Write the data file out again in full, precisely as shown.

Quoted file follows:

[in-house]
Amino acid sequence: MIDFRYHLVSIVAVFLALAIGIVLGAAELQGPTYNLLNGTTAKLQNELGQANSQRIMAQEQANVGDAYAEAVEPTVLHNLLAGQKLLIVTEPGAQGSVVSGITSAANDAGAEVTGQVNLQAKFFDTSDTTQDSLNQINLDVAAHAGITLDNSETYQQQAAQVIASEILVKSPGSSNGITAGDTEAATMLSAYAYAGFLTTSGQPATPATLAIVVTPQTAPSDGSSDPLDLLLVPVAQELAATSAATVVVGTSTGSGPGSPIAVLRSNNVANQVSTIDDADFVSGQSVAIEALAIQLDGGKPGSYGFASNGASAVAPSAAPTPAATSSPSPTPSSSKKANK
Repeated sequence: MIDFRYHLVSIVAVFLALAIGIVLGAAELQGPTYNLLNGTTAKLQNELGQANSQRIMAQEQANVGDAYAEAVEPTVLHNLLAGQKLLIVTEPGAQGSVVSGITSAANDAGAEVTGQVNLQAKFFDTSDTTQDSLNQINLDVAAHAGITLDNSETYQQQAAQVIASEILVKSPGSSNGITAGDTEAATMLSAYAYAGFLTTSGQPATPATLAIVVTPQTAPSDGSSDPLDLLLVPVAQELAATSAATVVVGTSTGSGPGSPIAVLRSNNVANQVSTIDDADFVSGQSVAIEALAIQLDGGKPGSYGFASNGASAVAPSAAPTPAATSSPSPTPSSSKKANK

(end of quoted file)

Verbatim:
[in-house]
Amino acid sequence: MIDFRYHLVSIVAVFLALAIGIVLGAAELQGPTYNLLNGTTAKLQNELGQANSQRIMAQEQANVGDAYAEAVEPTVLHNLLAGQKLLIVTEPGAQGSVVSGITSAANDAGAEVTGQVNLQAKFFDTSDTTQDSLNQINLDVAAHAGITLDNSETYQQQAAQVIASEILVKSPGSSNGITAGDTEAATMLSAYAYAGFLTTSGQPATPATLAIVVTPQTAPSDGSSDPLDLLLVPVAQELAATSAATVVVGTSTGSGPGSPIAVLRSNNVANQVSTIDDADFVSGQSVAIEALAIQLDGGKPGSYGFASNGASAVAPSAAPTPAATSSPSPTPSSSKKANK
Repeated sequence: MIDFRYHLVSIVAVFLALAIGIVLGAAELQGPTYNLLNGTTAKLQNELGQANSQRIMAQEQANVGDAYAEAVEPTVLHNLLAGQKLLIVTEPGAQGSVVSGITSAANDAGAEVTGQVNLQAKFFDTSDTTQDSLNQINLDVAAHAGITLDNSETYQQQAAQVIASEILVKSPGSSNGITAGDTEAATMLSAYAYAGFLTTSGQPATPATLAIVVTPQTAPSDGSSDPLDLLLVPVAQELAATSAATVVVGTSTGSGPGSPIAVLRSNNVANQVSTIDDADFVSGQSVAIEALAIQLDGGKPGSYGFASNGASAVAPSAAPTPAATSSPSPTPSSSKKANK